Whether custom-made or print on demand, articles are only made when ordered. Because of this, unlike traditional drop shipping or high street stores, no inventory or bulk buying is needed, making them greener options.

At Cool Sarky Prints, we primarily use Printful, because of their setup. Both novice & skilled business owners looking for balanced responses to modern shopping habits they can upscale, use Printful. Printful is one of the most successful print-on-demand firms, in the UK & worldwide. They offer a variety of merchandises which businesses & individuals can customize. Helpful additions like mockup generators & logo design aids are useful for entrepreneurs. 

Companies, such as Printful, Printfy or Redbubble, not only print but drop ship the finished article. This makes it an affordable option for online stores & their customers. Firms wishing to use fewer resources & energy stocking products have the flexibility to do that.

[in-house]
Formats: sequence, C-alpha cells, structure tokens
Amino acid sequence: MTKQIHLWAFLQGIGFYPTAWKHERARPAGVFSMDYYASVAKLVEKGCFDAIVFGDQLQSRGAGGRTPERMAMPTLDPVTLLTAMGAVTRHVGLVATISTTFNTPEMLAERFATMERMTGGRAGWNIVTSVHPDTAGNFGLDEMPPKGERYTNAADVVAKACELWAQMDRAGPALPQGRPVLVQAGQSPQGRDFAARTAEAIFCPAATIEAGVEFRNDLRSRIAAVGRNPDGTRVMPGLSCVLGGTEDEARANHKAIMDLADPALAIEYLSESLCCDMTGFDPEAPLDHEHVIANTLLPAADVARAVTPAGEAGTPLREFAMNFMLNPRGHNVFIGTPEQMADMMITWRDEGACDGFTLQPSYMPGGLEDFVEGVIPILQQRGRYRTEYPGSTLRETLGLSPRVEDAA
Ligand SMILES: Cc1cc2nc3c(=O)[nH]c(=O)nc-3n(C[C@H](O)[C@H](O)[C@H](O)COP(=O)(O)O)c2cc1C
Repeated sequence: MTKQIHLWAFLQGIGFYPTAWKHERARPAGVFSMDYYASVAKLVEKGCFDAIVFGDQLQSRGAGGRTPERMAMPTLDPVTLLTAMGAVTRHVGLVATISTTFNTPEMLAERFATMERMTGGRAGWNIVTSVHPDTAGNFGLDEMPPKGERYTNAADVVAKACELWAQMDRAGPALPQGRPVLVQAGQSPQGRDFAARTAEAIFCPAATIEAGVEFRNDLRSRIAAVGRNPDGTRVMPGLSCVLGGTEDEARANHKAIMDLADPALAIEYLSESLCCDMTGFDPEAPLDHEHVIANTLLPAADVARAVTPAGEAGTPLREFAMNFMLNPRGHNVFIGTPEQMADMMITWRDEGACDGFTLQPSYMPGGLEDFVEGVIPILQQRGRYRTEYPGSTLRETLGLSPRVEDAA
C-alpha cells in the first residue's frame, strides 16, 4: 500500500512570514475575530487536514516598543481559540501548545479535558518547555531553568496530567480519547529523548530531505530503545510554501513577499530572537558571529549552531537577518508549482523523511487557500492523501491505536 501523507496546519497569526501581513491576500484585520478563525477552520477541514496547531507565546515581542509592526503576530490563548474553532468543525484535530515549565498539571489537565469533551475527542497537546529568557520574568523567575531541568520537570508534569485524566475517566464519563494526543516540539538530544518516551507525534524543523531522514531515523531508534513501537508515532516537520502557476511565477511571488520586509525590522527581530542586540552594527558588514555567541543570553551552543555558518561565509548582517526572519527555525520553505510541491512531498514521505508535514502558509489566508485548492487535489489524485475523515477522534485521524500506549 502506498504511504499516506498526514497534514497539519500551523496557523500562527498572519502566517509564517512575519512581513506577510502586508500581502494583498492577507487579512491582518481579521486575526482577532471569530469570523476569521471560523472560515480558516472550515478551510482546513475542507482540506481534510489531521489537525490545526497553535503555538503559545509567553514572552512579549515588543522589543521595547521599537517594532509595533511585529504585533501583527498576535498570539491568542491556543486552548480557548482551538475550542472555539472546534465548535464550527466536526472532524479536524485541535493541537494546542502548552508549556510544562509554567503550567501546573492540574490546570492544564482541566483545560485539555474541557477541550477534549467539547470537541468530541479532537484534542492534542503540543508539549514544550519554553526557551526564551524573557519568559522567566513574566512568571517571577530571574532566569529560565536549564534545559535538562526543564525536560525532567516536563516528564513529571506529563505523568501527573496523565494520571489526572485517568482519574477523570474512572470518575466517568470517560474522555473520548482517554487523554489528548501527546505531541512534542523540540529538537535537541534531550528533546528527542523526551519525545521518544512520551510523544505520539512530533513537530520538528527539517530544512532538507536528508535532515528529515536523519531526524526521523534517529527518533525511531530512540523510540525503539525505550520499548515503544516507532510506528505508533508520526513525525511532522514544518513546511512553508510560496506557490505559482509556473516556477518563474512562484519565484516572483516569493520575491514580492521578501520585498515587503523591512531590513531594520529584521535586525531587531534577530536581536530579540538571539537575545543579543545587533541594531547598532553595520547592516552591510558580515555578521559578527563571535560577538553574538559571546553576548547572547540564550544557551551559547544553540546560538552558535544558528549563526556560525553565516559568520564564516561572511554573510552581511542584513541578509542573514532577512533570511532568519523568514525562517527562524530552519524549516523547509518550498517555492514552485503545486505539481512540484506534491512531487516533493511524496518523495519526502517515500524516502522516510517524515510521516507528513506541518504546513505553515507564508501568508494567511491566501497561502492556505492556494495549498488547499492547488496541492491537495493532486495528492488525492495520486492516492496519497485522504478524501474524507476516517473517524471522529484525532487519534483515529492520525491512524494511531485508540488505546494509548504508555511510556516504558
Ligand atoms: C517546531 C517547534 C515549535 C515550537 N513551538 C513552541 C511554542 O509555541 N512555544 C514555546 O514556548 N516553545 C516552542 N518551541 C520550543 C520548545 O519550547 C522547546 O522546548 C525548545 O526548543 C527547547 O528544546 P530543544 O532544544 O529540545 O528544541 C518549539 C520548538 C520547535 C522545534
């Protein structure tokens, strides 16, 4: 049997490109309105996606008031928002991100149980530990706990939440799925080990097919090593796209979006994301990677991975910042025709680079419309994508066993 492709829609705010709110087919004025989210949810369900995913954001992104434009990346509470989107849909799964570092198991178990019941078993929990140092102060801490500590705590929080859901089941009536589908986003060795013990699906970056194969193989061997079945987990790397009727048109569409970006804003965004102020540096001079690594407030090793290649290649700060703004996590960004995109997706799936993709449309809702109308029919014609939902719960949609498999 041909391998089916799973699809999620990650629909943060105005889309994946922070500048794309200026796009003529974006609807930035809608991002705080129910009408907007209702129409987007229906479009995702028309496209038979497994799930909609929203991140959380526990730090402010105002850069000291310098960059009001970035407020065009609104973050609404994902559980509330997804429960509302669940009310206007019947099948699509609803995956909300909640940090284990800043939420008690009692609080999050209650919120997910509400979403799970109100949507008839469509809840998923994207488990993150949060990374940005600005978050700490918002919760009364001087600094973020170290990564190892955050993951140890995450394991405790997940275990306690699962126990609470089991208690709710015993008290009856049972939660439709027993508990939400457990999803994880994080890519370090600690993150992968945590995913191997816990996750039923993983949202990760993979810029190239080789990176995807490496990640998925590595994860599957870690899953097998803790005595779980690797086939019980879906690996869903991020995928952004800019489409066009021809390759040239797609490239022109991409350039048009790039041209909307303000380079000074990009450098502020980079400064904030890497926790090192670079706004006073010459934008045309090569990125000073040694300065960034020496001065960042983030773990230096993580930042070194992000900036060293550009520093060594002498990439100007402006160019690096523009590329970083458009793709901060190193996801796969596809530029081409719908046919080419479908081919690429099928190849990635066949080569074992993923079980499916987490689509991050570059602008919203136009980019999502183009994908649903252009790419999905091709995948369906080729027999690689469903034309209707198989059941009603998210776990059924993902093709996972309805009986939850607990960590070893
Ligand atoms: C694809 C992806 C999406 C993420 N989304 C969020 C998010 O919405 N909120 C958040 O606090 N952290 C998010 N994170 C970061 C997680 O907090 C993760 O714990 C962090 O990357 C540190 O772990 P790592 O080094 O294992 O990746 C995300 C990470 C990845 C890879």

If a product doesn’t sell, production can be stopped almost immediately, without losing money or wasting stock. This is a virtue from a customers point of view. According to the Harvard Business Review, buyers often say they want to purchase from brands that adopt sustainability in production. This article also revealed that certain kinds of products with sustainability claims had twice the growth of their conventional equivalents.
The two main techniques for designing t-shirts are direct to garment (DTG) & screen printing. Unlike pre-printed stock, print on demand goods can conceivably take 2–4 days to be fulfilled. Shipping times are separate to this.

DTG vs screen printing

Screen printing needs a “screen” (a stencil for non-techies.) Layers of ink get applied to the garment surface. Different colours use different stencils, one at a time. The more layers your design has, the longer it takes & the more concentrated the image on the material. Because screen printing is time-consuming, it is principally used to print articles in large volumes. The possibility of overstocking is high, so is problematic for producers trying to be greener.